Professor Jovan Scott Lewis started the Berkeley Black Geographies Project in 2016 after joining the Geography Department at the University of California, Berkeley. The idea of the project is to advance a contemporary understanding of Geography and other disciplinary analyses of spatial relations through the centering of Blackness. The project is a collaborative effort, with faculty colleagues Brandi Thompson Summers and Sharad Chari, working across the areas of programming, pedagogy, and publishing.
The project was inspired by and is a contribution to the deep commitment and work of the group of Black geographers organizing and resisting against the AAG's lack of concern for or interest in the issues impacting Black geographers and the work that they did. That inattention overlooked the efforts of a generation of Black geographers who worked to institution build within the Association and who did seminal work outside of it. Berkeley Geography and its reputation within the discipline meant that it should take responsibility and provide support for the Black Geographies field. The need to address the historical challenges of racial and gender disparities expressed by the few Black graduate students within the department at the time also bolstered the determination to start Berkeley Black Geographies.
The first symposium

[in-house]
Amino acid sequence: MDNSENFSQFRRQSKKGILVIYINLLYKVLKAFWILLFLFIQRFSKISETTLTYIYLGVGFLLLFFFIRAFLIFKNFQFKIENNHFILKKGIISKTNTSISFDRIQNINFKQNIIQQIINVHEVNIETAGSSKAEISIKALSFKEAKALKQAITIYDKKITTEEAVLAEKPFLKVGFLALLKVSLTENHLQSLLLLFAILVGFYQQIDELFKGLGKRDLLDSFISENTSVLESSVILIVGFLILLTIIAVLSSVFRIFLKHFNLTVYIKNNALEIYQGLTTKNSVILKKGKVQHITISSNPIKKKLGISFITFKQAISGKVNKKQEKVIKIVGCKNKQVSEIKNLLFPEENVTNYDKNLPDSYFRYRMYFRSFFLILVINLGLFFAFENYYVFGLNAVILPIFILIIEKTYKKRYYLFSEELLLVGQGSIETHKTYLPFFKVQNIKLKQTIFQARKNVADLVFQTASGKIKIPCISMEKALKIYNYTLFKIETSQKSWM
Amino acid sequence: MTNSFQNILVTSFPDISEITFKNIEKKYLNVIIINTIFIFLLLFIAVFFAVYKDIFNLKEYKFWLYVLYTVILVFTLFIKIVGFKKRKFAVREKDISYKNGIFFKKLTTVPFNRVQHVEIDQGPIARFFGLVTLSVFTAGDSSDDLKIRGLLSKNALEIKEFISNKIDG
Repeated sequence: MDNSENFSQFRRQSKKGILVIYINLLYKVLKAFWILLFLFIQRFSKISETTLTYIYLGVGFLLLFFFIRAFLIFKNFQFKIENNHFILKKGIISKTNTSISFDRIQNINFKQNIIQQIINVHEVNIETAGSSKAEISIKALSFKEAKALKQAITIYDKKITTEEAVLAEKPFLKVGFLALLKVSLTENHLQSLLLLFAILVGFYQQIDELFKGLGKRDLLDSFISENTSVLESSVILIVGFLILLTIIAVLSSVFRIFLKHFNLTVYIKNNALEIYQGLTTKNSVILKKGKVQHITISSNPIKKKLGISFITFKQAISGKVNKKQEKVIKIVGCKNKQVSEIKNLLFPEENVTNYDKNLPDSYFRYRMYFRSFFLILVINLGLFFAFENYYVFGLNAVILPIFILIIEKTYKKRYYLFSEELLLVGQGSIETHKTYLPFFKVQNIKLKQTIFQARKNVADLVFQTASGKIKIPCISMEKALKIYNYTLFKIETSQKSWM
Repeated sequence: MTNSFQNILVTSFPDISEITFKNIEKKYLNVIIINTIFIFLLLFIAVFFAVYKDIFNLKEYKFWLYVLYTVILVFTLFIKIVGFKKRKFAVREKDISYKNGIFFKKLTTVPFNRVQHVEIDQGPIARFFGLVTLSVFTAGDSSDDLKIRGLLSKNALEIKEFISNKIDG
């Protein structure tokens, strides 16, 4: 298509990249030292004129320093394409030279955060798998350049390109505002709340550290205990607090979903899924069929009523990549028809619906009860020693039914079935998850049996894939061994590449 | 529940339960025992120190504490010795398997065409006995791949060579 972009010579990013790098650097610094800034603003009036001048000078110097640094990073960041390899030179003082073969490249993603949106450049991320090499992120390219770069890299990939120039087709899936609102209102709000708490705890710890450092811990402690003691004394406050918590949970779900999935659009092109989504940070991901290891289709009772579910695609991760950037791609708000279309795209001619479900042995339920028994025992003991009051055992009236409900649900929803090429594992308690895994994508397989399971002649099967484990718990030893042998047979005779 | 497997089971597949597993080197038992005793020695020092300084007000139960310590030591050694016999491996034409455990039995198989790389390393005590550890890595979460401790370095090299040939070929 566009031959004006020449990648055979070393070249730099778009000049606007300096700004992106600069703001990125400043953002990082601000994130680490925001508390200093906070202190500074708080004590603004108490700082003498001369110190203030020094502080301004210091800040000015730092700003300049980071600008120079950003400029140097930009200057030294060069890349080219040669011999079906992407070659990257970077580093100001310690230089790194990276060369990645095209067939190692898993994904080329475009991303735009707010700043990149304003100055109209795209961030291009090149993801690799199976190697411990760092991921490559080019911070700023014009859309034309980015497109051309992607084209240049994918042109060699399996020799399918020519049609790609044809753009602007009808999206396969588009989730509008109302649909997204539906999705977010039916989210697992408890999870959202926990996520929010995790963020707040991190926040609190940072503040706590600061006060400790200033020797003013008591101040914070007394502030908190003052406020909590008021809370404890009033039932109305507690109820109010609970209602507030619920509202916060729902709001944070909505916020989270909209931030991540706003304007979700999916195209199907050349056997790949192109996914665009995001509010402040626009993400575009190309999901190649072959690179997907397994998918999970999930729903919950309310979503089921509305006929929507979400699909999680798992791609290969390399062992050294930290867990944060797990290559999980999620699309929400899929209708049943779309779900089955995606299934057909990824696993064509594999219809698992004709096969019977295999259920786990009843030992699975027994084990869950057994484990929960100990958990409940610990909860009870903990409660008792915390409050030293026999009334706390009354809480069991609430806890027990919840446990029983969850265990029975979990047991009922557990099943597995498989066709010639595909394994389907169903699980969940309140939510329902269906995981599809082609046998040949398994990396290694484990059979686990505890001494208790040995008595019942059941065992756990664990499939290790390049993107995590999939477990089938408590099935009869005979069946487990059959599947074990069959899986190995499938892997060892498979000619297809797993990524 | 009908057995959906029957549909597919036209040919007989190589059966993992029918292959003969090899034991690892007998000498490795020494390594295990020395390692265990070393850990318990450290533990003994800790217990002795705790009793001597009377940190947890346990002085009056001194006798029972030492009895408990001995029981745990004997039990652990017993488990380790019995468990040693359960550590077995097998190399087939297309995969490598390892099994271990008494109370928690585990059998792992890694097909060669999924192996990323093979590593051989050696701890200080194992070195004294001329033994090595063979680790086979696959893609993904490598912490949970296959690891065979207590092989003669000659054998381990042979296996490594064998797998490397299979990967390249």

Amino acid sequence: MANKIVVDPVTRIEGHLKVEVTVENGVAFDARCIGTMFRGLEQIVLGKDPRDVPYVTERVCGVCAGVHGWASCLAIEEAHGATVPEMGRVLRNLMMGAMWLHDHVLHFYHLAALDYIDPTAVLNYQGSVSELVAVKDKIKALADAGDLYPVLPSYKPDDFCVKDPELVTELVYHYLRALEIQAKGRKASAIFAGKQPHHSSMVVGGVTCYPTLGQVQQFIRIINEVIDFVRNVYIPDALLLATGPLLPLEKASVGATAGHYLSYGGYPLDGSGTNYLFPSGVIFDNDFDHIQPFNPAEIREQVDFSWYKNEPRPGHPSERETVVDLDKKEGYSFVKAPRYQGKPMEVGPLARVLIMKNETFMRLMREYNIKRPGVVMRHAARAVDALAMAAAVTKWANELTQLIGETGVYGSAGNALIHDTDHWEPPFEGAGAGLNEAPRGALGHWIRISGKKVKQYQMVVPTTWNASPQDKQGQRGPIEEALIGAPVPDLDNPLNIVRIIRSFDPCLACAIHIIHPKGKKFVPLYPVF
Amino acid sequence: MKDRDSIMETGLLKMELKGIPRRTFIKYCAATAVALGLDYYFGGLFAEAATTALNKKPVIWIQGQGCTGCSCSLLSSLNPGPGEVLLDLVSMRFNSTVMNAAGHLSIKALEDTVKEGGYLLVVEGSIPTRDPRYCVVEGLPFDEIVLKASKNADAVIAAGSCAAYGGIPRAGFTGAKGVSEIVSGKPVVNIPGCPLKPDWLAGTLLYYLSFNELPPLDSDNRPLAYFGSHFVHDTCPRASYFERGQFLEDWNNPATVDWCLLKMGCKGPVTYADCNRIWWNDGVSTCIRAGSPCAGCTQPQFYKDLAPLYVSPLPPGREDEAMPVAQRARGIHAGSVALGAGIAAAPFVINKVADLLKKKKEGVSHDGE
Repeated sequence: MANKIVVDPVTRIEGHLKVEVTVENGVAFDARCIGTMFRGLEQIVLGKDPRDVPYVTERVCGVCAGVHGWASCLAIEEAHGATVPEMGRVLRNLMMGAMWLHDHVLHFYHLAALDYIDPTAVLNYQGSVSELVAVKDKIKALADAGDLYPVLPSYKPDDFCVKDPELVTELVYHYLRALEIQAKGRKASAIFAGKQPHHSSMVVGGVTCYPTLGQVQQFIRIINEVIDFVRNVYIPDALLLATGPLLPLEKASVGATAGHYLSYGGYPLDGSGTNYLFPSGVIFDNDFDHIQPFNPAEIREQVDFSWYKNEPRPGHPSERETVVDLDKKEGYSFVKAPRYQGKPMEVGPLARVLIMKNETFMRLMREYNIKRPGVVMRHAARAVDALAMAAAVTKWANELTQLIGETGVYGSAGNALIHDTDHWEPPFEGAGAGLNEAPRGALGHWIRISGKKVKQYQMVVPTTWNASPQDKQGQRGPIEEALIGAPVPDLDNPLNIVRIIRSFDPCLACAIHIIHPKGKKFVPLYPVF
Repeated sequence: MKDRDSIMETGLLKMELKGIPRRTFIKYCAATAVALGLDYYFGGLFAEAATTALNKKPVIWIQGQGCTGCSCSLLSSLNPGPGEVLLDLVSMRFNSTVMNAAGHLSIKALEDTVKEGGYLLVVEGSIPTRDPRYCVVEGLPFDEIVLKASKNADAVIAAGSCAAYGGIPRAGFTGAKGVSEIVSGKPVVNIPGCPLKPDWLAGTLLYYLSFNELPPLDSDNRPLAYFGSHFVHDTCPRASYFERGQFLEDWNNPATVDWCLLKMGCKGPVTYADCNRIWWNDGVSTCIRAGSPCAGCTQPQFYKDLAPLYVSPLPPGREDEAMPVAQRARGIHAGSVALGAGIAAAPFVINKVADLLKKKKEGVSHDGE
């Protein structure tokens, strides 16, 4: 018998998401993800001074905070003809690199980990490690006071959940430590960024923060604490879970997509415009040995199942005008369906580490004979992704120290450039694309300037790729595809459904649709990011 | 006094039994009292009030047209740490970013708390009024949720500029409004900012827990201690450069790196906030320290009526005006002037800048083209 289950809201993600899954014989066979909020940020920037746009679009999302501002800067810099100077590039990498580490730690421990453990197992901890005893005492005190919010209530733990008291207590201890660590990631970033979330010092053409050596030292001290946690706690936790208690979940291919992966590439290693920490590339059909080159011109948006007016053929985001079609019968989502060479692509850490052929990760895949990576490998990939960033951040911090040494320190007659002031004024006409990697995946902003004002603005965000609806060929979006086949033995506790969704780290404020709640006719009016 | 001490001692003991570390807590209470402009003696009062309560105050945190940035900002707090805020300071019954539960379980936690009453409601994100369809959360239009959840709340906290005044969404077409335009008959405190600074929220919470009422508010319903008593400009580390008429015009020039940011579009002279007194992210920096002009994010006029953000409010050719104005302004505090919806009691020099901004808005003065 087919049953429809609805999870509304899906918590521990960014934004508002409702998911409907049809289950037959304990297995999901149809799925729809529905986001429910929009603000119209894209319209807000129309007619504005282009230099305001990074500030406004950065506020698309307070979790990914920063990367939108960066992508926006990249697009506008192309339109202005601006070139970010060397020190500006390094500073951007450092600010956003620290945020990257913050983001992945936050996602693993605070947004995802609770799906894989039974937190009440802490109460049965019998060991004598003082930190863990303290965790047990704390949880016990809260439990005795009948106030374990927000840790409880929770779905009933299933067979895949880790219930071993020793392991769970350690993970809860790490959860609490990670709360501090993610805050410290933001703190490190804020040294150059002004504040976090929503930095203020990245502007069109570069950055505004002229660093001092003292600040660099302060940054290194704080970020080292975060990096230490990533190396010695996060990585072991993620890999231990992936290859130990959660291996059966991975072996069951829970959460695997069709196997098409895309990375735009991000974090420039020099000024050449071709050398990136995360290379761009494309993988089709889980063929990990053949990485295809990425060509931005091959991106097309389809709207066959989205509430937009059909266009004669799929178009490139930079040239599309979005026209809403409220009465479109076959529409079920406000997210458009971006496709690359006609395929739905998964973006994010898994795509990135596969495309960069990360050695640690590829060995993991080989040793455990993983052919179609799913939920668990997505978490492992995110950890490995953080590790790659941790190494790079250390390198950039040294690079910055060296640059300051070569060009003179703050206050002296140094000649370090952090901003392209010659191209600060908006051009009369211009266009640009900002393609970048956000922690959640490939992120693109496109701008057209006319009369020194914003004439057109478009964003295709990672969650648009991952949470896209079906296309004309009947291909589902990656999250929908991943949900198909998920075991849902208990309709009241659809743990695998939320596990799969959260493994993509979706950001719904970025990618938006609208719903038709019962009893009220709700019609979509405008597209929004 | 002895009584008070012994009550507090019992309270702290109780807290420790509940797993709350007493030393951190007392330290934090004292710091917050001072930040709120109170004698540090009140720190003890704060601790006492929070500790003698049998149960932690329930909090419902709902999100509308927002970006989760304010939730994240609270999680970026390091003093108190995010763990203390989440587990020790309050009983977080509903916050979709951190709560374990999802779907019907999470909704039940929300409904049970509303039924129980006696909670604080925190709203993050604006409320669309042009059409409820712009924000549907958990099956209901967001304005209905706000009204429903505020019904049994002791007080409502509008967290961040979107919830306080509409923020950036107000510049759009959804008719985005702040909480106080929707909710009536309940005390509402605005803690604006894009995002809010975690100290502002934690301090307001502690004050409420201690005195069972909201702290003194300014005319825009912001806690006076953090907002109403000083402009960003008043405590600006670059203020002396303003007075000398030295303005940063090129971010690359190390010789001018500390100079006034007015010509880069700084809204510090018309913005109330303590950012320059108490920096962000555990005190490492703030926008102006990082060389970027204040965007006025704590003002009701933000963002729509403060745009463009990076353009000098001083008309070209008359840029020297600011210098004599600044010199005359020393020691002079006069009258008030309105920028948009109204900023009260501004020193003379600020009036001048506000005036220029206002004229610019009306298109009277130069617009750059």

With the joining by Professor Sharad Chari and students Camilla Hawthorne and Kaily Heitz, we began . The first Berkeley Black Geographies Symposium was more successful than we anticipated. Beyond the enthusiastic participation of those in attendance, I was surprised by the broad influence that it would have and the activity that it would inspire. As a result, our department became identified as a place where prospective students of color could pursue their doctoral work, leading over the past few years to a four-fold increase in our Black graduate student population, as well as an unprecedented enrollment of Black undergraduate majors. In a meaningful way, the success of the project, which has taken the form of various working and reading groups, collaborations with other units on campus as well as a new summer school whose Summer 2020 debut was unfortunately impacted by COVID 19, has helped securely position our department for the future of the discipline, by giving it a leadership role in that future. And so, what might read like departmental or campus service, Berkeley Black Geographies has made significant contributions to the discipline.